WHO SHOULD YOU LISTEN TO FOR ADVICE?

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Roland Ramjist

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Apr 15, 1994, 4:48:23 PM4/15/94
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This taken from IronMan magazine a few years back. I
thought it would be useful. Written by Stuart McRobert
who publishes "THE HARDGAINER" a bi-monthly magazine. This
might help those who are trying to find the "right routine"
and wondering who is the best person to ask.

"It's easy and - at least for begineers - understandable
to conclude that those athletes with the biggest muscles
and strongest bodies must know nearly everything about training.
It's true that they know a lot about training as it applies
to those with extraordinary genetic potential and, perhaps,
when it's combined with anabolic steroids; but are they
really good models for the average person training without
drugs? It's been the copying of inappropriate models that's
been responsible for so much of the futile training methods
that abound in the gyms of the world. So, young beginners
in particular, beware of imitating your idols.

You wouldn't use the mainenance manual for a Porsche as a guide
for serviceing a small family station wagon. Similarly, you
shouldn't use a training manual for an elite and gifted
performer as the "last word" and comprehensive guide for a
typical person who even at his best may never be able to squat
much more than 400 lbs. What works for the gifted few who
have a tremendous natural tendency to grow and get strong is,
often, almost the antithesis of what us hardgainers need.

For example, take a superhuman who can bench press nearly 500
lbs after only a few years of training. How can he possibly
understand the problems of a hardgainer who has worked at the
epitome of diligence and motivation (but not knowledge) for
many years and can only bench 225?

We believe that a trainer has to have lived as a hardgainer
(successfully and unsuccessfully) to fully appreciate the
difficulties of a fellow hardgainer. This is not-I repeat,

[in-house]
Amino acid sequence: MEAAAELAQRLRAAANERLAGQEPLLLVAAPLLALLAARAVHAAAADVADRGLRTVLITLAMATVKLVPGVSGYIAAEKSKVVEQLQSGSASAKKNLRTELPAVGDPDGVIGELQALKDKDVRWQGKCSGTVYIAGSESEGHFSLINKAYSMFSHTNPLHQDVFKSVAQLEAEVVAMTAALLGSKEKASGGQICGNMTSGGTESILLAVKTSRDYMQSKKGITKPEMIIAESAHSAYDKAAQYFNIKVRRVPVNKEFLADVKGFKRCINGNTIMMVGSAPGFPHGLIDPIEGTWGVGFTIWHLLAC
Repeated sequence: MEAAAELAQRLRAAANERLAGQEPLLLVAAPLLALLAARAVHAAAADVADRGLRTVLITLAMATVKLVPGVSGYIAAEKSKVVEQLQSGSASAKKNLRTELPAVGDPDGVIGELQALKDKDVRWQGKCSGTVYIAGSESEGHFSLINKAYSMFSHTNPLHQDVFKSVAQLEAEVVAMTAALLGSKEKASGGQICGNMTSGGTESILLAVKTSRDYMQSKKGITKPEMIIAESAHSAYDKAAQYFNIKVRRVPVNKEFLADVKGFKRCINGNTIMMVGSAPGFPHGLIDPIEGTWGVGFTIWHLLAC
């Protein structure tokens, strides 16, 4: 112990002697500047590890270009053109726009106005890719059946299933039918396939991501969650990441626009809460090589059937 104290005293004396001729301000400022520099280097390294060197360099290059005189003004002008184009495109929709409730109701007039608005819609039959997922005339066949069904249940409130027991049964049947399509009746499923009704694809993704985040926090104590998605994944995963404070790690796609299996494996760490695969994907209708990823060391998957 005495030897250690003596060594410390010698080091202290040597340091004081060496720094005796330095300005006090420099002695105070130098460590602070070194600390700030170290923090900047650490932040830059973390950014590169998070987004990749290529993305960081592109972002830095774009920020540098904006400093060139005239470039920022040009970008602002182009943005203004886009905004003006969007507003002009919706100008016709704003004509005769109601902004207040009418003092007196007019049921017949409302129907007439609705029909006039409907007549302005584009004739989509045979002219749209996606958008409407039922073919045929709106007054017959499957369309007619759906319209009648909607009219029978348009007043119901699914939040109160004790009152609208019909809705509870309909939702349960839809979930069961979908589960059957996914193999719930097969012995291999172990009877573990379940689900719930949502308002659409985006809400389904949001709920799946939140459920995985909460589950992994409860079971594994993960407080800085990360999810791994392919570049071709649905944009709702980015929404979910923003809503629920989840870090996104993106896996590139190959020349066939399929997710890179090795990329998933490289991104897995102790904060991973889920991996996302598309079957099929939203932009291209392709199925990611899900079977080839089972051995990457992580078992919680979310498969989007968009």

not- to say that all easy gainers have nothing to say that can
be helpful for hardgainers. Some of them certainly do, but
knowing which ones isn't easy. An experienced and succesful
(by normal standards) hardgainer is, generally speaking, a
much preferred guide and model for the rest of us average
trainees."

Pretty good advice IMO. Another quote for you: Experience
[and poundages one can lift] are no substitute for intelligence.
I never post how many poundages I lift. Someone wrote saying
"well I guess you don't squat x lbs like I do". True, I don't.
Another interesting point about genetics and bio-mechanics. My
legs have always been naturally large and strong. The strange
thing is that I cannot use very high poundages on the squat, BUT
I can use more weight on the leg-extension machine machine than
I squat(!). I have also ALWAYS been very proficient at the
Deadlift. The first time I ever tried a deadlift when I weighed
only 160 lbs I could do twice my bodyweight AND I NEVER TRIED
THIS EXERCISE BEFORE (oops, I guess I did mention a poundage I
ONCE used). Like I said due to bio-mechanics I am at a real
disadvantage at the squat. People look at my legs and assume
I squat over 400 lbs. I don't, and probably never will and I
don't care. I perform FULL SQUATS (going all the way down) in a
SUPER-SLOW manner (10 seconds up, 5 seconds down).

I was performing my one-set squats the other night when a
thought occurred to me. There's no way that I could perform
another set. I couldn't stand for 30 seconds. How is it
possible that someone can do 10, or even 5 sets of one exercise
at that intensity (as people claim here).

You can train long and you can train hard, but you CANNOT do
both (unless of course you have superhuman recovery ability and
have some pharmaceuticals to help you out).

Here's another point regarding poundages. It seems that people
are under the impression that a muscle needs heavy weights to
grow. This is not the case. Your muscles don't know how much
weight your lifting, all they know is the amount of force
exerted. It is a fact (Human Factors 101) that the slower you
lift a weight the more force you are exerting. It has also been
shown that the traditional fast style of training you see by
alot of people in the gym is in fact dangerous. The amount of
force your skeletal structure is subjected to varies over 500%.
Not too good for your tendons and ligaments. If you train
slowly you exert a constant force which not only is safer, but
in fact is a more productive way to train (and I'm tired of
mentioning studies done as they are always dismissed as using
individuals "on steroids", "previously untrained athletes",
"athletes regaining lost muscle").

Try training in the super-slow manner I described in a previous
post. If you do it properly it is BRUTAL. It's tough on your
ego as you obviously have to INITIALLY lower the weight you use,
but eventually you will actually surpass your existing
poundages (I did and so did others I know).


Barry Merriman

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Apr 15, 1994, 5:50:52 PM4/15/94